The winter season brings enough torment, with cold and flu season, freezing temperatures, and the excessive need for deicer. But along with sickness and the bitter cold, the cool season can also usher in a specific plumbing program – frozen pipes.
When the freezing temperatures arrive and the water in your pipes freeze and expand, it can result in anything from a tiny leak, to a full-fledge flooding of your home. HouseLogic.com said that water damage from burst pipes is one of the most typical homeowners insurance claims, with the typical claim costing around $5000.
So what can you do in the event you think your pipes might be frozen? Norrell Service Experts is here to with a couple tips.
How to Identify a Frozen Water Pipe
If you notice a water line covered in frost or any swelling within the pipe, that it’s a pretty clear sign that your water pipe is frozen. While it may seem pretty simple to know if your water lines are frozen, keep in mind not all plumbing pipes are visible. If you turn on the faucet and the water isn’t coming out, or not flowing properly, or your toilets aren’t filling back up after your flush, that’s also an indicator that your pipes might be frozen.
So How Do You Thaw a Frozen Water Pipe?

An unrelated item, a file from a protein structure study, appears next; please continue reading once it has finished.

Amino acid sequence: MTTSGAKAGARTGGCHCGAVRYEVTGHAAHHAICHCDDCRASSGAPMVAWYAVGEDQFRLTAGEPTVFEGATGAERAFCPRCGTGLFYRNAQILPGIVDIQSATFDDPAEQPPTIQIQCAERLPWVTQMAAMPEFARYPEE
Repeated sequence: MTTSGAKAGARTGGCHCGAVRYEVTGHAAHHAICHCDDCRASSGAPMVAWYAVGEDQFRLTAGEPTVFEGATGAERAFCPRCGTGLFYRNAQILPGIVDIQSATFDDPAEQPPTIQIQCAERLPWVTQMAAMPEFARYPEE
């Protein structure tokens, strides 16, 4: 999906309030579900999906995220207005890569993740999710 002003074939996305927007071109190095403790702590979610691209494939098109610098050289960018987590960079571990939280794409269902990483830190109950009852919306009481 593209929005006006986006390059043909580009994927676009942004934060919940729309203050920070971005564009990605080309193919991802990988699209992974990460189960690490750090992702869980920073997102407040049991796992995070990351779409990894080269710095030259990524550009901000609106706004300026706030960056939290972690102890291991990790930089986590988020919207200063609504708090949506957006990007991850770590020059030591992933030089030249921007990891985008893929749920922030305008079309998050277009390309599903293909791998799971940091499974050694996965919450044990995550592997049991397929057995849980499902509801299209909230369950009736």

NOTE: before you start working to thaw your pipes, shut off your home’s water supply. As you thaw the frozen pipe, that ice will become water and that water could leak all over your floors if the frozen water has been working as a plug and stopping water from escaping out of your pipes.
Once you’ve shut off the water, and gathered up a mop, rags, and anything else you could need to clean up the water that could possibly come flowing out, use a space heater, heat lamp, or hair dryer to thaw the frozen water pipe. You can also try packing towels that have been saturated in hot water around your water pipes. Do not use a blowtorch, kerosene or propane heater, or any other item with an open flame, as this may cause a fire danger.
If you can’t locate or reach the frozen water pipe, call a licensed plumber to come out and inspect your pipes.
What If the Worst Happens – a Pipe Bursts?
Remember, first things first – shut off your home’s water supply. Then, call a professional plumber ASAP. While you wait on the plumber to come, start mopping up the water with a mop, rags, sponges – whatever you have – to soak up as much water as you possibly can before it causes damage. If the damage is severe, go ahead and give your insurance agent a call – a large number of homeowners insurance covers burst pipes that cause water damage.
Don’t wait until a pipe bursts to find out how to turn off your water supply. Take a couple minutes now to learn just where your water supply valve is located and how to appropriately shut off the water to your home. A little prep now will save you crucial time during a plumbing emergency.